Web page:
3. And if the Church connive at or, [as some here understand] defend and glory in, the wrong, how much greater the dishonour. It is a sign of bad health when evil is tolerated; it means that zeal, watchfulness, love, purity, all, are low. May mean, in some cases, a wicked regard for a “respectable,” “important” offender. Health shows always in a sensitive repugnance to, recoil from, resistance of, evil. Flings it off, as a hand tosses off the burning coal. Instinctively shrinks with pain from even mental touch with it. A healthy body has no rest until it has expelled the very last piece of diseased bone. “Canst not bear them that are evil,” is put by Christ in the forefront of the good things He says (and says first) about, and to, Ephesus (Revelation 2:2). Happy when some voice, friendly, like Paul’s, becomes a kind of objective conscience, saying from without what the subjective conscience ought to be saying from within. Shame when the reproach of the unfriendly world has to awaken or educate the conscience of the Church!

4. A real difficulty, often felt, was not existent here. There was no room to doubt about the fact, or about the character of the fact. “Such a thing ought absolutely never to be heard of in connection with the Church; and absolutely nothing else is heard of” [so Stanley; but perhaps rather, “This is absolutely heard of everywhere”]. Many blemished in Christian character, or strongly, though not with too much discrimination, animadverted upon by the world, can scarcely be touched by Church discipline. Very elementary organizations, in their early days of small numbers and intimate mutual knowledge, can keep closer watch over each other, and can prudently suspend or cast out, for causes not wisely to be touched, or clearly to be judged upon, by larger, complex communities. Sin is a subtle thing, and the measure of responsibility is not always easy to gauge, for admonition or formal sentence. Tares and wheat are at some stages not easy to distinguish. This is not to condone criminal negligence, or weakness, or unfaithfulness to the Holy Ideal of a Church. The obligation lies to carry the practicable to the furthest reach of exactitude. Whenever a fair chance offers, as at Corinth—case clear, evidence abundant—not a moment’s hesitation should be permitted. To act, promptly, definitely, is due to the world, and to Christ. Wherever possible the Church should avowedly stand clear of all complicity with sin. Could here proceed safely, even upon “common report.”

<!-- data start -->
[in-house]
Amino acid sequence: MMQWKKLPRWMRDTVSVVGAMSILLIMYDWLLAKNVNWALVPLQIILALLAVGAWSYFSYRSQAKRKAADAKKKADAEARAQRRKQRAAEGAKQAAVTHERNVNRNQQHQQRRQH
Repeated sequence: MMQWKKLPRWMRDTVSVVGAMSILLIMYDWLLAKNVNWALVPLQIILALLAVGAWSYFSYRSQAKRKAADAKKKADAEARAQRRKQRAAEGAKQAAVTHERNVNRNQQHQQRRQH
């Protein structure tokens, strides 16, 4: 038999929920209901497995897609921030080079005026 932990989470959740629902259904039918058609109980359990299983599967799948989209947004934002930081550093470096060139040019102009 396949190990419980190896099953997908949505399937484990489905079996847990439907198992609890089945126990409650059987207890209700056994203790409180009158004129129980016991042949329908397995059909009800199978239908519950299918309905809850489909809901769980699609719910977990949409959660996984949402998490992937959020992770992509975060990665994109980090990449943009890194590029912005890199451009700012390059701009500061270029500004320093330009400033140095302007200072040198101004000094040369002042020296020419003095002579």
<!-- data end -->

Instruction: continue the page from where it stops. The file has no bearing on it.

5. A Church should “mourn” over sin. No amount of gifts, wealth, knowledge, numerical importance, prestige, can outweigh the dishonour. No room, no time, for complacent dwelling upon these, whilst sin remains uncondemned. Evil entering, spreading, infecting within, outweighs in seriousness of importance any material, social, numerical advantage. The first question should be, “Are we a holy people?” In days of weakness or decline, the first thing to do is to look for, confess, cast out, Church or personal sin. Joshua learned that there were times when it is of no avail to pray over defeat (Joshua 7:10). “Get thee up (from the attitude of prayer); wherefore liest thou upon thy face?… Up; sanctify the people.” First purification, then prayer, then success. The Church must purge itself from its dishonour. How to proceed? As in II.

II. The discipline of the Church.—The constitution and procedure of a Church court. Admirably expository of Matthew 18:19-20, with its significant “For.” [Twice, twice only, did Christ use His own new name, His “Church” (Matthew 16:18; Matthew 18:17). In first case referring to dangers from without; in second to difficulties arising within. Matthew 18:19 true, and fully applicable to all Church gatherings, but primarily deals with disciplinary gatherings (e.g. about an “offending brother”).] Notice:—

1. The fundamental thing: “in the name of our Lord Jesus Christ.” [In Matthew (ubi supr.) lit. “unto the name.” Here, “in.” “Unto” pictorially sets forth the gathering together toward it, as the central point and rallying-place and object of their assembling. Here the movement towards is over; the Church is assembled “in the name.”] This differentiates the gathering from all other meetings of Christian men. Two meet in street; talk of business, family, etc.; no difference between such a meeting and that of many worldly men round them. They meet in Parliament, or on boards of societies, even philanthropic; but their meeting even thus is not a gathering of the Church. But, so soon as they meet “unto His name,” and as long as they meet “in His name,” then a distinctively Church assembly is constituted,—if even of “two or three,”—having all the character, privileges, prerogatives, which belong to the Church. Worship, or business, begins when “His name” is made definitely the object of the gathering. [Cf. the ways of formally opening courts of judicature. In Russia a small, crowned baton lies by the magistrate, who sits under a portrait of the Czar. He sets this baton on end, by his side. That is the emperor come to judgment: “The court is sitting.”] That Head of the Church, who is revealed by “His name,” is the fountain of authority and wisdom in action. “Where two or three are gathered, … there am I; (and therefore) what they agree on earth to ask shall be done of My Father.”